|-a||Append the [server description list] to the end of the hardcoded default server list, rather than replacing it.|
|-b||Operate in so called "bot mode." This also turns on the [-d] option. EPIC5 will fork(2) immediately and the parent process will exit, returning you to your shell. This was more useful before GNU screen and tmux, when logging out killed your processes. Its a better idea to just run your bot as a foreground client in another window. Some IRC networks limit the number of connections from an IP address to discourage bots.|
|Join chan the first time you successfully connect to a server.|
|-d||Operate in "dumb mode." This is an alternate interface that is not full-screen. Input is read from stdin, and output is written to stdout. This interface is useful for screen readers and bots.|
|-h||Display a moderately concise help message and exit immediately.|
|Use the IP address for hostname as your "local" IP address. This is for people with vhosts. Please note, the client doesnt tell the irc server what hostname to appear as, the server decides that. Usually it is the official hostname of your IP address. This option overrides the IRCHOST environment variable.|
|Use the specified filename(s) as the startup file. The startup file is loaded the first time you successfully connect to a server, unless you specify the [-B] option. This overrides the EPICRC environment variable. If this option is not specified, and the EPICRC environment variable is not set, then ~/.epicrc is the default startup file.|
|Use the specified nickname as the default nickname whenever you connect to an irc server. This option overrides the IRCNICK environment variable. This option can be overridden if you specify nickname argument in the command line (see below).|
|Use the specified port as the default port for new server connections. The default port is usually 6667. Make sure that the servers you want to connect to are listening on this port before you try to connect there.|
|-q||Suppress the loading of any file when you first establish a connection to an irc server.|
|-s||Do not connect to a server after reading the startup script. Instead, present the server list and advise the user to connect to a server manually.|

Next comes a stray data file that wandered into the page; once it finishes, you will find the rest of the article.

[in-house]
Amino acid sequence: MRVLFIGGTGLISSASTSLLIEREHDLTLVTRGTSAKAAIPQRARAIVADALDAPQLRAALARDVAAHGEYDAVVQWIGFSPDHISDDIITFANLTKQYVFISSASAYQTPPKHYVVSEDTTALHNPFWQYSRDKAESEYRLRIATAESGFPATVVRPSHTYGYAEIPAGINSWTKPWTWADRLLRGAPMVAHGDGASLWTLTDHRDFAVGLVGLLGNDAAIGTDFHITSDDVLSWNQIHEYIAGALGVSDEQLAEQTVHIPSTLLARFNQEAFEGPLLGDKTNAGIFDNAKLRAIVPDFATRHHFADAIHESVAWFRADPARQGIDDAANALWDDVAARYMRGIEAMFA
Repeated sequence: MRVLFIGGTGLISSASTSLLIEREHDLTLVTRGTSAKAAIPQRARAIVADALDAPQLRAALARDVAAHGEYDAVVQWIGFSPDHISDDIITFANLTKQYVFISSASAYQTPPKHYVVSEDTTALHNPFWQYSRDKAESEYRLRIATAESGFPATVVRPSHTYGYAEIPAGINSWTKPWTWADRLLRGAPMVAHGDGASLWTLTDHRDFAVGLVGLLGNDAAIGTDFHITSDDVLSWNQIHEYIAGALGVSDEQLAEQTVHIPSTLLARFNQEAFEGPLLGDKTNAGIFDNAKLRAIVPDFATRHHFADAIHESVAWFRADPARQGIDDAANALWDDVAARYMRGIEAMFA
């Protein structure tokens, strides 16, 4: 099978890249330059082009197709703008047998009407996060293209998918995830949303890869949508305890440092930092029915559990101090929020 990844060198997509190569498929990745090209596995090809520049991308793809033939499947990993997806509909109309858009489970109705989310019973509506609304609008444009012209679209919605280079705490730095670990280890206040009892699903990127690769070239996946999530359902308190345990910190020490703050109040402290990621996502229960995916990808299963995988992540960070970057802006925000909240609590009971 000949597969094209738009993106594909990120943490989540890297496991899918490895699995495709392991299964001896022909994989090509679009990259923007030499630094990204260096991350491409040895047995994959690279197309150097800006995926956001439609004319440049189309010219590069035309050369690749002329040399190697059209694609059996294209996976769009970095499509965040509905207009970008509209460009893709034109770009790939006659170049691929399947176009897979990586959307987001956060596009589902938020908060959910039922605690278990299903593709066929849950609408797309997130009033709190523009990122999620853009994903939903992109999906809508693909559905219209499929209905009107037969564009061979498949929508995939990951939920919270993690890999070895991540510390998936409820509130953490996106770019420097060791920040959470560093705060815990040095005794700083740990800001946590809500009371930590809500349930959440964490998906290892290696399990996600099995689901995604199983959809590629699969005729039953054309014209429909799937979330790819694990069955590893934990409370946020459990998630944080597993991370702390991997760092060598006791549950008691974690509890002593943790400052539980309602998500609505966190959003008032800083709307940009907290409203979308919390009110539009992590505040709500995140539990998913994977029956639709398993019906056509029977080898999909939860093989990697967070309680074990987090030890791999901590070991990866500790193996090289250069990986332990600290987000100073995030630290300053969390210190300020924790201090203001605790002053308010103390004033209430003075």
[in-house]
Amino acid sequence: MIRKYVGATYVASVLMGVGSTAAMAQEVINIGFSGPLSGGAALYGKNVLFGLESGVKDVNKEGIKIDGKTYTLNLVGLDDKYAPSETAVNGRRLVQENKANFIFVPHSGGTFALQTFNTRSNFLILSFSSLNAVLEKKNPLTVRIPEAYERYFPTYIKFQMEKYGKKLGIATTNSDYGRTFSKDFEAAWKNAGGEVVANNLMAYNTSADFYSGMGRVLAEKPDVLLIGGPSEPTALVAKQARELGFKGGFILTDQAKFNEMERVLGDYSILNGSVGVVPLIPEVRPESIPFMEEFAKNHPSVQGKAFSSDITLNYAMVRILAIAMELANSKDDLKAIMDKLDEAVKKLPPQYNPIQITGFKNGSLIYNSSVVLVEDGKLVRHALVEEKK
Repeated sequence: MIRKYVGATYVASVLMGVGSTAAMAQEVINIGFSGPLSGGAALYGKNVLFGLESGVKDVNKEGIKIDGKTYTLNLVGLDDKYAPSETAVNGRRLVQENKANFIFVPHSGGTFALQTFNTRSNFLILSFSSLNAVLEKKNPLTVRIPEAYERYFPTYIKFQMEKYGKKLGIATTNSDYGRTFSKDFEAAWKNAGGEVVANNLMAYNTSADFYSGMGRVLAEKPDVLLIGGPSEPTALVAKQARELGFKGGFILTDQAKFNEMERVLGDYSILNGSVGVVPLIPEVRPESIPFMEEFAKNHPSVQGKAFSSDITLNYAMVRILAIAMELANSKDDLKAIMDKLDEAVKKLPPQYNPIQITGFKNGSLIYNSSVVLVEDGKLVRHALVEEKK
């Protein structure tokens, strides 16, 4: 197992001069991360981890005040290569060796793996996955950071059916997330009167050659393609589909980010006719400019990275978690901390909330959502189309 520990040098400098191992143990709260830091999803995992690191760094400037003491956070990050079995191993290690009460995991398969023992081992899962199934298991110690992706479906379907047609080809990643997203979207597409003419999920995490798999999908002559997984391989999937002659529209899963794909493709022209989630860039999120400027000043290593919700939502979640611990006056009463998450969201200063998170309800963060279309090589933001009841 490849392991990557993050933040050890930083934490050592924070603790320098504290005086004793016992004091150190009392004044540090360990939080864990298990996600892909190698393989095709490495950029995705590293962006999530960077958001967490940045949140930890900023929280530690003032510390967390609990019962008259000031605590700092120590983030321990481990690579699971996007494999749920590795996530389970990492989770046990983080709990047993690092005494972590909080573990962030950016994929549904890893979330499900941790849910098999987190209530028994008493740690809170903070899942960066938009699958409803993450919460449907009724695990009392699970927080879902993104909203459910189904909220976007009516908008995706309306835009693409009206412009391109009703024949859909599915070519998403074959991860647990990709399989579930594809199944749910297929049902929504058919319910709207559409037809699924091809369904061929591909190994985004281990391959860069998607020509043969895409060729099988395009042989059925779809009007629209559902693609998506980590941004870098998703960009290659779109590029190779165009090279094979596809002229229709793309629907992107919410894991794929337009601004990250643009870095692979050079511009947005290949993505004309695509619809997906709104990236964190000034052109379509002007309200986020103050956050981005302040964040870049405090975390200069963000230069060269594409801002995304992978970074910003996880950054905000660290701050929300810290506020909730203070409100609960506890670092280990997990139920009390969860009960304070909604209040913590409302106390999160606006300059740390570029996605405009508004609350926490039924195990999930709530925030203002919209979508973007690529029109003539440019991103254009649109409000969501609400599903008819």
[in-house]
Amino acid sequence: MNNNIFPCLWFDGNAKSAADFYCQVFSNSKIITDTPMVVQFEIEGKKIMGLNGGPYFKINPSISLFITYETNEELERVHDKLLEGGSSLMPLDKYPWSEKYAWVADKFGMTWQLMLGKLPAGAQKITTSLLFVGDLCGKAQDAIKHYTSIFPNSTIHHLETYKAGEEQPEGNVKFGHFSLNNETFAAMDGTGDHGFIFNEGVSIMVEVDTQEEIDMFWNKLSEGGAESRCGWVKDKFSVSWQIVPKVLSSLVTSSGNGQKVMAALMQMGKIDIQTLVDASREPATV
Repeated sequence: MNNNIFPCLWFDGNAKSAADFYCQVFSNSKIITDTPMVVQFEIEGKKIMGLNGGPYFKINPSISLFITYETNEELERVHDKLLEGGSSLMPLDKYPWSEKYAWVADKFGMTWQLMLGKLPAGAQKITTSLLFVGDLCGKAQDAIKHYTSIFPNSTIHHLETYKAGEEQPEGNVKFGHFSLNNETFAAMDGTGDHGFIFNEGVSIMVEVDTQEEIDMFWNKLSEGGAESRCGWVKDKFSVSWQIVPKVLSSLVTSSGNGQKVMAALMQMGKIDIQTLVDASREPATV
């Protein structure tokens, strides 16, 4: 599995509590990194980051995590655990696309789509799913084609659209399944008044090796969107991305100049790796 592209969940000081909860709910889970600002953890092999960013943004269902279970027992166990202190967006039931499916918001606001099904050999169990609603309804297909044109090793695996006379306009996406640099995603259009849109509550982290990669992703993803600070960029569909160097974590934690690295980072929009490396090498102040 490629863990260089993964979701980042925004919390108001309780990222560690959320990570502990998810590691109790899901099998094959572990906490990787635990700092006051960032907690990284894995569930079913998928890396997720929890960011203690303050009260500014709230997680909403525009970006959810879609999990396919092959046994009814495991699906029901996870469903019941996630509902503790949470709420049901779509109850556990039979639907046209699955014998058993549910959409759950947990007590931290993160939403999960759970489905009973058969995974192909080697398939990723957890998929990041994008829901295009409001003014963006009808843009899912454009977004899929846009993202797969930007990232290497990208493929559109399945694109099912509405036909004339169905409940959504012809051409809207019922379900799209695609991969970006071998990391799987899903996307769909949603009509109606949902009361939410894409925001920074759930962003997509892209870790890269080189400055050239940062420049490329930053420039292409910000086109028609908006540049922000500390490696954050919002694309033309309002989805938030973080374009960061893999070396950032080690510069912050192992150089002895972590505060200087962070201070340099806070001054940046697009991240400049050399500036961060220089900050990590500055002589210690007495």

|-S||The EPIC5 program is being run as a shell script. You must make this look like #/path/to/epic -S other args.|
|-v||Output version identification (VID) information and exit.|
|-x||This undocumented feature turns on all of the XDEBUG flags. Refer to the help files for XDEBUG if you want to know what happens if you use this.|
|Use the specified username when negotiating a connection to a new irc server. This overrides the IRCUSER environment variable. If this option is not specified, then the user name specified in /etc/passwd for your user is used. This feature was formerly undocumented, but because of identd(8) this option isnt as useful as it once was. If you are a sysadmin, please install identd, and then this flag will provide no value to your users.|
|The first bare word found is taken as the default nickname to use. This overrides all other options, including the -n option and the IRCNICK environment variable. If all else fails, then the client uses your login name as the default nickname.|
After the nickname, a list of one or more server specifications can be listed.
Unless you specify the -a option, this will replace your default server list!
The -a option forces any servers listed here to be appended to the default server list.
The format for server specifications is:
Any item can be omitted by leaving the field blank, and any trailing colons can also be omitted.
The screen is split into two parts, separated by an inverse-video status line (if supported). The upper (larger) part of the screen displays responses from the ircd(8) server. The lower part of the screen (a single line) accepts keyboard input.
Some terminals do not support certain features required by epic5 , in which case you receive a message stating this. If this occurs, try changing the terminal type or run epic5 with the -d option.
Any line beginning with the slash character "/" is regarded as an epic5 command (the command character may be changed). Any line not beginning with this character is treated as a message to be sent to the current channel. The client has a built in help system. Install the help files (they should be available at the same place you got the client) and then type "/help" to open up the help system.